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Winnipeg Housing Community Mourns 'Instrumental' Member

The death of Oanh Pham, 33, has residents of a converted church pondering her gifts.

By David P. Ball 30 Sep 2015 | Tyee Solutions Society

David P. Ball reports on affordable housing for Tyee Solutions Society. Send him tips or comments by mail, find him on Twitter @davidpball, or read his previous reporting published on The Tyee here.

This series is produced by Tyee Solutions Society. It was made possible through the support of the Real Estate Foundation of B.C., the Catherine Donnelly Foundation, Vancity Credit Union, the Aboriginal Housing Management Association, the Vancouver Foundation, and in partnership with Columbia Institute. TSS funders neither influence nor endorse the particular content of TSS reporting. Other publications wishing to publish this story or other TSS produced articles, please visit www.tyeesolutions.org for contacts and information.

A shared basement kitchen was at the heart of a Winnipeg church's promising conversion into affordable housing a year ago. It was the first space in the church to be renovated, and a year later one of its most-used fixtures.

For many who live in the WestEnd Commons -- a financially struggling inner-city Anglican church that transformed itself into 26 units of mixed-income affordable housing -- sharing food is the centre of their community, whether it's weekly communal cooking sessions, or monthly potlucks in the central courtyard.

One resident who attended almost every meal and group meeting was Oanh Pham. The 33-year-old mother shared a suite with her daughter Hannah, who is nearing two. In June, Pham shared her experience of searching for housing with Tyee Solutions Society.

Just over a month later, on July 30, Pham was struck by a dump truck and killed while walking to her volunteer co-ordinator job at Siloam Mission, a humanitarian organization serving Winnipeg's homeless.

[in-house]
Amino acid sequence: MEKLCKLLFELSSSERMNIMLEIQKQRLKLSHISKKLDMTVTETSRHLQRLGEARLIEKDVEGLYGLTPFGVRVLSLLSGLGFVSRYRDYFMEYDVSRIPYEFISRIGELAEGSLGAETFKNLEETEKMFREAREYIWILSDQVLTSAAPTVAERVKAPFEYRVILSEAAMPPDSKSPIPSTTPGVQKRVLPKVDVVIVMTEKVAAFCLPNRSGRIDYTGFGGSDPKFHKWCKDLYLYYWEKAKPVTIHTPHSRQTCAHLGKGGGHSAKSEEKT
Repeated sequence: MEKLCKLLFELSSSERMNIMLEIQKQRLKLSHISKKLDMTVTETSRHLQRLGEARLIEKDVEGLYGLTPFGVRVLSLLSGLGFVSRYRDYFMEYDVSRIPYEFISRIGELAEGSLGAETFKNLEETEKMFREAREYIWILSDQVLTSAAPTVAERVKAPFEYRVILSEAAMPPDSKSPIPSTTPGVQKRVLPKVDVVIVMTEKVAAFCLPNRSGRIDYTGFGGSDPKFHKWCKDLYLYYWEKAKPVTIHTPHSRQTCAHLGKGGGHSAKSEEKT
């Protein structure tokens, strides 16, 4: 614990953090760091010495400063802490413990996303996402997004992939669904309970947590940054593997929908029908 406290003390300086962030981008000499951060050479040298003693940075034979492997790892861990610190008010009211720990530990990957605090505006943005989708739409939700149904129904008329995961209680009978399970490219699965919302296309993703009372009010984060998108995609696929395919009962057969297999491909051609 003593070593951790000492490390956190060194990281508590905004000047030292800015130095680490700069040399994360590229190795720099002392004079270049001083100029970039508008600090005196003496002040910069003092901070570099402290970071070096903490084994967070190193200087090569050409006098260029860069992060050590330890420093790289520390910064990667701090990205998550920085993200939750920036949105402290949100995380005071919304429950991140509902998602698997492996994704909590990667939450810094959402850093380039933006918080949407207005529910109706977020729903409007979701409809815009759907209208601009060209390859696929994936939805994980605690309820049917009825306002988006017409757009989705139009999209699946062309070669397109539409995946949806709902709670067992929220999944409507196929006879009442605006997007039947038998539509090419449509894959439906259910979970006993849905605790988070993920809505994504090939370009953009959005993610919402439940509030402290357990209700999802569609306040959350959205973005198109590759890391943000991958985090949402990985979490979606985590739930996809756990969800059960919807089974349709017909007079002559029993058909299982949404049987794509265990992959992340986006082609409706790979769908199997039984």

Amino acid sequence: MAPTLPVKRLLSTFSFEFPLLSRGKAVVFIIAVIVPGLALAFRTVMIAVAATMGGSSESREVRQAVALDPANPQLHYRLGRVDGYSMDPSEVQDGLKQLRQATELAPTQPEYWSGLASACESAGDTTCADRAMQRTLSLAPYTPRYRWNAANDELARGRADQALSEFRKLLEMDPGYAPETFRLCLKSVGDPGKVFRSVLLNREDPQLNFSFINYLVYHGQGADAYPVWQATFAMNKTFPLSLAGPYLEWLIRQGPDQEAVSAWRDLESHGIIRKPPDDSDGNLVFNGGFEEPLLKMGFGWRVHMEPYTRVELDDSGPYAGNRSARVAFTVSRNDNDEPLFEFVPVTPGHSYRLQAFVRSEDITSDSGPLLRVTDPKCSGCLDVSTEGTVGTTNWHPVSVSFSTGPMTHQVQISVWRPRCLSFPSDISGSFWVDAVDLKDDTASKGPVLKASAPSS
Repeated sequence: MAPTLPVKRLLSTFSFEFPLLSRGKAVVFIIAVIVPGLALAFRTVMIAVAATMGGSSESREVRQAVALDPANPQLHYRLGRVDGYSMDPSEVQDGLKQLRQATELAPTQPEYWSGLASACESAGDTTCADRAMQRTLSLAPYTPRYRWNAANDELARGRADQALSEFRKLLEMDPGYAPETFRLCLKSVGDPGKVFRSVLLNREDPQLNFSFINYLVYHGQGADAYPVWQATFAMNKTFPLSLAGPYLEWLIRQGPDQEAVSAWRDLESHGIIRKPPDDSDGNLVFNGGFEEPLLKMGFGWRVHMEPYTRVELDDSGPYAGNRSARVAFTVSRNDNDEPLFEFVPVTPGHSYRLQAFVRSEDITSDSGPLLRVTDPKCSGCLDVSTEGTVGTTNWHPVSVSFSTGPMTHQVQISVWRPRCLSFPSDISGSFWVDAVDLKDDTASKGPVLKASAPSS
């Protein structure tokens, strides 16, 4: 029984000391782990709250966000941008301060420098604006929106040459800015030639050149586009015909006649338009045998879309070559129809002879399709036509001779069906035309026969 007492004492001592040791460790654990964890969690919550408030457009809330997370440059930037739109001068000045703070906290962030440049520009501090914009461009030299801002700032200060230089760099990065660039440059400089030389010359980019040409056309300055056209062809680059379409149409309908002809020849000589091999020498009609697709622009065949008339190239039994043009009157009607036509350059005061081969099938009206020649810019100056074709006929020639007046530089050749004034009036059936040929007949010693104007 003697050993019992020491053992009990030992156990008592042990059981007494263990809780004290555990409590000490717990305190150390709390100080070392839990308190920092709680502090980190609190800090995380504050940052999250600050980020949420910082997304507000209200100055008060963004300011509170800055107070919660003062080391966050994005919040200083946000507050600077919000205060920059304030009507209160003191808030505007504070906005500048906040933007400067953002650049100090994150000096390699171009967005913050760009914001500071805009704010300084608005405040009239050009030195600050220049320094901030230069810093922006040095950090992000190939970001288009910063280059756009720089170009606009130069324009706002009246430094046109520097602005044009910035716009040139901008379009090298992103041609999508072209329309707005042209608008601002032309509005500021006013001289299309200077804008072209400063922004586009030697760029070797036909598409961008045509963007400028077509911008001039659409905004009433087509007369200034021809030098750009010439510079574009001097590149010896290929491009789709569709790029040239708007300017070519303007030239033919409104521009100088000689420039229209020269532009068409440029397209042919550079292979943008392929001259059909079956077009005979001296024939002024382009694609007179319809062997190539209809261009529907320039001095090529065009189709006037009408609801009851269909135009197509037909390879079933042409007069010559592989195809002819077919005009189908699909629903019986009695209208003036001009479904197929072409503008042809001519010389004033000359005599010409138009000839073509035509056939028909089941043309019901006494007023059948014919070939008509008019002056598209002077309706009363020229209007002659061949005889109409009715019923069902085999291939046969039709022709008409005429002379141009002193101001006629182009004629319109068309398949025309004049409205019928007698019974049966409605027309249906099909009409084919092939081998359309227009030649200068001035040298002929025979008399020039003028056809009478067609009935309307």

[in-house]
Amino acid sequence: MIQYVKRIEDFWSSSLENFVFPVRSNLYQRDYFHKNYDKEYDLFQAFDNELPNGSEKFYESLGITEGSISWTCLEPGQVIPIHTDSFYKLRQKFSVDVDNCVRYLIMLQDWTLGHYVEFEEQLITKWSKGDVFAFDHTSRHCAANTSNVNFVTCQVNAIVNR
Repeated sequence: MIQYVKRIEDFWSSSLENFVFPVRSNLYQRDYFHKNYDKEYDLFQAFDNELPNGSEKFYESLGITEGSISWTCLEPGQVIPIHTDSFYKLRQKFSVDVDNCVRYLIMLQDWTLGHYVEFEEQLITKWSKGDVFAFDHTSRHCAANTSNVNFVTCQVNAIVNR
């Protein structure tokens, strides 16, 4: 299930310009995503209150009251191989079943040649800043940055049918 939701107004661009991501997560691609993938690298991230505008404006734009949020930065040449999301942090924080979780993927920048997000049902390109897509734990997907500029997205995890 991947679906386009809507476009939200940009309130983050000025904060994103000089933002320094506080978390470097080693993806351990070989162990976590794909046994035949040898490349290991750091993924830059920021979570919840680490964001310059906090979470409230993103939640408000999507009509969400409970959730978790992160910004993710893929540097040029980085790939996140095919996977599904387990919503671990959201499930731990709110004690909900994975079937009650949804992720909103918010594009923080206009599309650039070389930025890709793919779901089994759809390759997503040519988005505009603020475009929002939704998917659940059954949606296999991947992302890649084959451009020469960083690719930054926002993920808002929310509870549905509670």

Today, Pham's parents are raising Hannah, but they've brought her back to the historic church building for a street party and barbecue -- they know the close connection she shared with the children and families there.

As Pham recounted in an interview two months before her death, the pair lived for years in insecure and crime-ridden public apartment complexes. In WestEnd Commons, little Hannah finally learned to trust her neighbours.

Warm memories

Two months after Pham's death, the surviving residents of the building continue to mourn. But they're also reflecting on what she offered the fledgling community. Pham, they realized, was a reminder that affordable and secure housing is about much more than a roof over your head or a government funding agreement, as important as those are.

Truly secure housing is about creating a healthy and supportive home. And that requires warm community and hard work.

"It's a big loss not to have her in the community anymore," said Erika Frey, a young mother living upstairs from Pham. "She was very instrumental in the building."

The two became close friends soon after moving in within weeks of each other in 2014. Despite their different household incomes, both struggled to find child care in the neighbourhood so that they could work.

For several days every week, Frey and Pham would drop their child off at the other's apartment. They began approaching nearby organizations to propose a new daycare program to address what they saw as an obvious need in the low-income neighbourhood.

Their efforts paid off: they discovered a local women's centre was planning a new daycare, and found assurance that WestEnd Commons families could get spaces there.

But it was the community kitchen program every Tuesday that really excited Pham, Frey said. The two attended regularly, learning to cook food from many cultures. After cooking, everybody would eat together.